How to Draw with Depth

Learn how to draw with depth from professional artist Kevin Kobasic in this illustration and drawing tips video from Howcast.

Transcript

So, what I'm drawing now is just a basic circle and this is about as two dimensional as it
gets. So, it's kind of good when you're drawing shadows to imagine where the light is
coming from, because that is going to determine where the shadows fall.

So, let's just imagine we have a little, we have a ball sitting on the table here, and there's a
lamp somewhere up here. This is gonna be our lamp. Shining light on this ball, I like to, sort
of, rough things out with the side of my pencil. But I'm just gonna really, roughly sketch an
indication where the shadows might be, and already this is looking a little more three
dimensional. I, sort of, try to make the lines wrap around the object because not only does
that show us where the light shadow is, it also helps sell the idea of the roundness of the
object.

There's not only going to be a light on the ball, but the ball is going to create a shadow on
what ever surface it's sitting on, so, we can also draw something under it that gives the
impression of that. So, the more I sort of continue this, the more three dimensional that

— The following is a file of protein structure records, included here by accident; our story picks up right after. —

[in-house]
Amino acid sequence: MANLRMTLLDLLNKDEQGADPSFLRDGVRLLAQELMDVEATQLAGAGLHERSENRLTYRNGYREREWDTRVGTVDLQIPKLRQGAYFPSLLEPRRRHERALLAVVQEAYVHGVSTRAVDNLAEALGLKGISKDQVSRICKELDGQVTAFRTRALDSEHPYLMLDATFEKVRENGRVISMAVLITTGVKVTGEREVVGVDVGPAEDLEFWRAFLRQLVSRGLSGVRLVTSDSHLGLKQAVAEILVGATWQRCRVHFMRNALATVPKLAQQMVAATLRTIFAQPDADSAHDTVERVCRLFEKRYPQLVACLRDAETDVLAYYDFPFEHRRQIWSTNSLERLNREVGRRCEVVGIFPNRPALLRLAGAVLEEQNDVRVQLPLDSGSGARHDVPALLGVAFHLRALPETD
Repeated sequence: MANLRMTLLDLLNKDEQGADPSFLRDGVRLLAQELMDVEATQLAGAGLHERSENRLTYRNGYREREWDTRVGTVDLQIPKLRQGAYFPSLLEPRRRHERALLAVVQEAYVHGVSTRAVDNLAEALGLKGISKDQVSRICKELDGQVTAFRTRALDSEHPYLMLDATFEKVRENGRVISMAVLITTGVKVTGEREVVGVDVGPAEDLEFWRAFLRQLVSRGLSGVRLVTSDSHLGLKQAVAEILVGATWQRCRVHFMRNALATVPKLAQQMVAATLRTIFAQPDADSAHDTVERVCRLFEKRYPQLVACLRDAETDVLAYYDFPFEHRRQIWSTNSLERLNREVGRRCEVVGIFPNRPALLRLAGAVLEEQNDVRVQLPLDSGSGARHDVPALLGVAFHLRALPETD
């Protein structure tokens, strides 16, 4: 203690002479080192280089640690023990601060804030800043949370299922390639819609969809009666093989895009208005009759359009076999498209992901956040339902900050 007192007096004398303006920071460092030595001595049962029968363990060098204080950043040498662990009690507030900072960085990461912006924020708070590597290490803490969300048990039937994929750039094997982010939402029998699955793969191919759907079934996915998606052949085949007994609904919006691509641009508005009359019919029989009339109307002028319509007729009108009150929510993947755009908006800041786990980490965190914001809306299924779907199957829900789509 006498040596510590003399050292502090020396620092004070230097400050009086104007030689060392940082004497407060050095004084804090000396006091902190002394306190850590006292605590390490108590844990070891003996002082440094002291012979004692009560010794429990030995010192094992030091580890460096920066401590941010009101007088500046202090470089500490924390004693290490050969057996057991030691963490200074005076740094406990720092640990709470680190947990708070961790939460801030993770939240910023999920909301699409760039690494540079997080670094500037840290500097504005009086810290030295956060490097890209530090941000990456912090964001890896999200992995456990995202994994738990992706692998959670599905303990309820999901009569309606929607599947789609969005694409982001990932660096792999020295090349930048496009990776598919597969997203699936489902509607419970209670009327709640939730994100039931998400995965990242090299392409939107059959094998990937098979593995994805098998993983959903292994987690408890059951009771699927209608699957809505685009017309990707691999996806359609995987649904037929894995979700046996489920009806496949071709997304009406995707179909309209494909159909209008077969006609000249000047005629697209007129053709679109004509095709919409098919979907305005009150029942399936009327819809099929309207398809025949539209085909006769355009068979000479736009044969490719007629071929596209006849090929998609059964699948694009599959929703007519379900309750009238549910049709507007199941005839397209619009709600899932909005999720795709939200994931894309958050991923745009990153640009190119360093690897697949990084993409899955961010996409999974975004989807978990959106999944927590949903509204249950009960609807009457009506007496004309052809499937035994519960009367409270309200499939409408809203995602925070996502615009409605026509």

ball is gonna start to look. And I can even continue these shadows around. I can just keep
adding finer and finer lines that help give a feeling of roundness to this shape. And this is
very crude, but, hopefully, it gives you an idea of how to create a sense of three
dimensionality.

And this can be applied to just about anything else. And now, we'll try a different shape. Say
we're gonna draw a cube, as opposed to a sphere. Just gonna start out drawing the basic
lines, and let's put our lamp where it was last time. This site here, would be farthest away
from the light, so I'm gong to darken that. But unlike the sphere, I'm gonna try to make my
shadows a lot more evenly covering, these, the shapes. Because it's got flat shapes, so the,
the shadows are gonna be pretty even across each side. They're not gonna radiate the way
they would on a, on a round surface.

A shadow is one of the most important tools that you have to make your object or character
appear three dimensional . And sometimes when I'm drawing characters, I'll put shadows in
that might not even be there, or I'll put shading lines in that aren't necessarily there on the
model I'm working from, because it helps sell the idea of dimensionality. And you want to use
every tool that you can to make your characters look real in three dimensional.

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